Clarification to This Article
Earlier versions of the story did not include the full title of the Humane Society of the United States. This version has been corrected.

A Blood Sport Exposed

Chris Schindler, a Humane Society officer in the District, says the group has found dogs left to die in D.C. fields, buildings and trash bins.
Chris Schindler, a Humane Society officer in the District, says the group has found dogs left to die in D.C. fields, buildings and trash bins. (By Carol Guzy -- The Washington Post)
By Paul Duggan
Washington Post Staff Writer
Wednesday, August 22, 2007

It's a disturbing narrative, the 19-page indictment of football star Michael Vick and three of his friends. Perhaps the details shocked people unfamiliar with the secretive world of illegal dogfighting: the breeding and training of pit bulls for savage, high-stakes combat and the brutal executions of dogs that fail to measure up.

Dogs shot, hanged, drowned, beaten, electrocuted. An awful story.

Yet to animal-welfare workers, the ugly particulars were far from surprising. They said the dogfighting subculture is deeply entrenched in the United States. And in that shadowy realm, they said, the sort of business allegedly conducted on property owned by Vick in rural Surry County, Va., has been going on for generations, especially in the rural South.

"For us, the Vick case has had tremendous value," said Jeff Dorson, a Louisiana Humane Society official. "We've been trying to tell the public how typical this is, how widespread it is, the horrors the animals go through. . . . It's opened the curtain so everyone can see what's going on."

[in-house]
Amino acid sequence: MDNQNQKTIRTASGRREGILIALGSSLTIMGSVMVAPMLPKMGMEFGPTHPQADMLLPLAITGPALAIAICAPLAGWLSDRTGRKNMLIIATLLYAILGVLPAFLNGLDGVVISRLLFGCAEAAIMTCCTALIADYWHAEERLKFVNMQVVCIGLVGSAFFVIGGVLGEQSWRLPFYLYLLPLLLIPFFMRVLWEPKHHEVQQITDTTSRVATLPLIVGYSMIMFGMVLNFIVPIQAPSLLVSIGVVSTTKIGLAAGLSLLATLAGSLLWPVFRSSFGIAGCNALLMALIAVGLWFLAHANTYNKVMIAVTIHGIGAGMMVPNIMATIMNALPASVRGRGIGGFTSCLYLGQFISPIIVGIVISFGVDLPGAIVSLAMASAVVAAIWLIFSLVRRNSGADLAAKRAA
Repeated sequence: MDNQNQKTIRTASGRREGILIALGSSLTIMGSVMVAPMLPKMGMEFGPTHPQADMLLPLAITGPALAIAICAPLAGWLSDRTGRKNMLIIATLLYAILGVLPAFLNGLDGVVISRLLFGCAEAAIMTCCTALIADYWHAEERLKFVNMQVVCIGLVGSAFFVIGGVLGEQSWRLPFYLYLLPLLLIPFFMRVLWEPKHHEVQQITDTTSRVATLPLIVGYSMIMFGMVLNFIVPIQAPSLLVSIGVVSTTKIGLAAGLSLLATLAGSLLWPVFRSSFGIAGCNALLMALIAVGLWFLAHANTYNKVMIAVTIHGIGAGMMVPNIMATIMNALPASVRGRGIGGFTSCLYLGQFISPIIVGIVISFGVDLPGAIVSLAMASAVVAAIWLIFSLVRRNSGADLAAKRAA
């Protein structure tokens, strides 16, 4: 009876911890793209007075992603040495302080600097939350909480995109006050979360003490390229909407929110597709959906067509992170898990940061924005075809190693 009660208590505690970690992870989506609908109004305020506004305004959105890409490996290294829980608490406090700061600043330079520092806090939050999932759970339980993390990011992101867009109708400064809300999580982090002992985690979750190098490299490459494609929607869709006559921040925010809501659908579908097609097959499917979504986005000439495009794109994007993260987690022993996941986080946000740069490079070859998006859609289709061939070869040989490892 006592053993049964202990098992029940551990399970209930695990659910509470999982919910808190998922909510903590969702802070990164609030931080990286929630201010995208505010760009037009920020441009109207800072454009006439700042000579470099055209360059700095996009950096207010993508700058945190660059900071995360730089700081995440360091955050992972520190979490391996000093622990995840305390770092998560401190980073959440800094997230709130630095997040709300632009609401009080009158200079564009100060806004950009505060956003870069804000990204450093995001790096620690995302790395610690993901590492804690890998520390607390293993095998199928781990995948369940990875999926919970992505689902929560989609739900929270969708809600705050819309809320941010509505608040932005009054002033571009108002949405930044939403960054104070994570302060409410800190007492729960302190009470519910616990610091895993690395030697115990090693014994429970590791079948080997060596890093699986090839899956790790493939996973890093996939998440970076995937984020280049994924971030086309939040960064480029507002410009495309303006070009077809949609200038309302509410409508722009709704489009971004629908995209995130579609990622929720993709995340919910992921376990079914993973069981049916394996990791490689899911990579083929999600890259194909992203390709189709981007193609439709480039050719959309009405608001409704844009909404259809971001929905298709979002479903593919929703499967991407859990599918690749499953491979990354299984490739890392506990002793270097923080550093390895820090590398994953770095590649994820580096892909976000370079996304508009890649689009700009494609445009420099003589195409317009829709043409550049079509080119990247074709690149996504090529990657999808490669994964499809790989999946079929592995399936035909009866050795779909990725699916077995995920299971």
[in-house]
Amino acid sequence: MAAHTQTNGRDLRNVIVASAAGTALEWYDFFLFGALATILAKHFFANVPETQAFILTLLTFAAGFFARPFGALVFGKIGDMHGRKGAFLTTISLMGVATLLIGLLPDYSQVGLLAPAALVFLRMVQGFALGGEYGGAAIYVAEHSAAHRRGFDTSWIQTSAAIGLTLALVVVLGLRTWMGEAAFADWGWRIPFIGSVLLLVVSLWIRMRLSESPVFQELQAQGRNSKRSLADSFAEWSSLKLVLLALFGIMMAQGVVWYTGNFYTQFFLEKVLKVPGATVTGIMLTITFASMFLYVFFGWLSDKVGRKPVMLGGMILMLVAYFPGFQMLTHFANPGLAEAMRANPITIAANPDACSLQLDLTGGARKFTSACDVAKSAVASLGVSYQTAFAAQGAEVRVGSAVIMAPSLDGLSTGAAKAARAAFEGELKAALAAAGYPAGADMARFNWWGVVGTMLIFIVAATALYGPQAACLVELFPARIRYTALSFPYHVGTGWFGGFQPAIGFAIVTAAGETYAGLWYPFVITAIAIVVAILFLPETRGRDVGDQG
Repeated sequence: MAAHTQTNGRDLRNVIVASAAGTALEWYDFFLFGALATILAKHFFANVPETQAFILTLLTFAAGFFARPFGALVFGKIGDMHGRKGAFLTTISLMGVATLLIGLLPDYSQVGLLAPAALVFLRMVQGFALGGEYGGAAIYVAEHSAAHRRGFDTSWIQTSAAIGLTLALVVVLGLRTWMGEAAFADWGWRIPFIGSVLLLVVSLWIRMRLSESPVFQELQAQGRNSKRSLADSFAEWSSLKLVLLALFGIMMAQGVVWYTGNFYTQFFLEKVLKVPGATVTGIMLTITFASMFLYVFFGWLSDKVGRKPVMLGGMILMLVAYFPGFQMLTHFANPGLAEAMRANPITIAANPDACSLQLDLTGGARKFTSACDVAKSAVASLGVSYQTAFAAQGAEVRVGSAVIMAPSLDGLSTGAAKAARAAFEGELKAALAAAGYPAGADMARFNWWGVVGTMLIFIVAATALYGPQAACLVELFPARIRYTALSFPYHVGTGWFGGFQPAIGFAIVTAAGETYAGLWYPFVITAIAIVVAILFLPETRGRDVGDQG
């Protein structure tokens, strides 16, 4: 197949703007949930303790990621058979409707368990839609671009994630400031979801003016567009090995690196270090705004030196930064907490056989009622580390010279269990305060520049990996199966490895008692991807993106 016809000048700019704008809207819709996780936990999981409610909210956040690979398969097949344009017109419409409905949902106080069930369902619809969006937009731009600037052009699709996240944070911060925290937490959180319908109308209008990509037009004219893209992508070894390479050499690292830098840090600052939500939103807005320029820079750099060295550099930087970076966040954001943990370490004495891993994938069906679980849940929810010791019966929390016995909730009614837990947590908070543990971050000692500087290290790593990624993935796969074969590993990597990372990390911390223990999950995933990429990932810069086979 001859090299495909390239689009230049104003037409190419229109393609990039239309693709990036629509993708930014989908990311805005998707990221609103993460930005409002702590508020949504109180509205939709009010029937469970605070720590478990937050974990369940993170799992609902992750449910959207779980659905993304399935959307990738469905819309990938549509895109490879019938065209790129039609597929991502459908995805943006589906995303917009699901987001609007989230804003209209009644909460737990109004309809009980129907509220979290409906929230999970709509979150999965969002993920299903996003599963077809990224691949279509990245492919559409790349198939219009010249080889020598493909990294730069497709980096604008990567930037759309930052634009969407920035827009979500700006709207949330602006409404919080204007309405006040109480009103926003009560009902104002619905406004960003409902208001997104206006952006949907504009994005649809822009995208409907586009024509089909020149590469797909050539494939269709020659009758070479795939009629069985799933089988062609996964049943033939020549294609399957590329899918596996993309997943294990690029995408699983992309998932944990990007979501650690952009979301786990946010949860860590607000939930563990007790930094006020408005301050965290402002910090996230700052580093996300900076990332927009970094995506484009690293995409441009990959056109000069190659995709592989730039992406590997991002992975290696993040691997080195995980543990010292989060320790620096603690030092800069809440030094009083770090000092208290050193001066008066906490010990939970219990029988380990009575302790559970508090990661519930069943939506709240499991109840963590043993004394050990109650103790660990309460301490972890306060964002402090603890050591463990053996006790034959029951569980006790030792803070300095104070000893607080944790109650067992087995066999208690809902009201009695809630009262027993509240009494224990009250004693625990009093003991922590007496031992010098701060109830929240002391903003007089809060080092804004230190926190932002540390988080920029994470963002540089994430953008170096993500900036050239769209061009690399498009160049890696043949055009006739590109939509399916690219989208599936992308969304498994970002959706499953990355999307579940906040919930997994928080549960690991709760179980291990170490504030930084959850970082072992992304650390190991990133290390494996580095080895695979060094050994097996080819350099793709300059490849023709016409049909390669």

Vick, quarterback of the Atlanta Falcons and a former Virginia Tech all-American, is scheduled to plead guilty Monday to dogfighting-related offenses, with federal guidelines calling for a prison term in the range of 12 to 18 months, according to his attorneys and sources familiar with the case. His co-defendants have pleaded guilty.

The blood sport goes on.

"Dog men," they call themselves, the untold numbers of breeders and fighters. With their pastime illegal everywhere in the country, they stay in touch through secret networks and underground magazines. They say they love to compete. They tell themselves the pit bulls love it, too.

"The reason for the Michael Vick thing . . . is because athletes have a keen insight into courage and determination, which is what pit bulls possess," said Bill Stewart, a breeder in Romance, Ark., who publishes the Pit Bull Reporter. "Athletes understand better than anyone what dogfighting is about. It's about two highly conditioned athletes going at each other with everything they have to try to win. It's the purest form of combat on earth."

To dog men, all dogs are curs except the American pit bull terrier, descended from canines used in English blood sports centuries ago.

Animal-protection workers and others who have infiltrated the underworld of pit bull fighting say dog men train their animals for weeks before bouts, perverting the dietary and fitness sciences to build ferocious canine maulers.

They perform unlicensed veterinary surgery on the grievously wounded and stud their battle-scarred champs, often for fees in the hundreds of dollars. A pit bull in its prime with a string of victories can fetch $10,000 or more. To save on upkeep and preserve the breed, weaklings are destroyed, either painlessly or with a vengeance.

The illegal bouts, in carpeted 16-by-16-foot pits surrounded by four-foot walls, are staged in hidden venues, usually with no more than a few dozen spectators allowed. Elaborate, decades-old rules are followed. Bets are posted in cash, sometimes five figures. Afterward, dog men tend to their pit bulls' injuries, provided the animals fought gamely. They won't tolerate dogs that quit.

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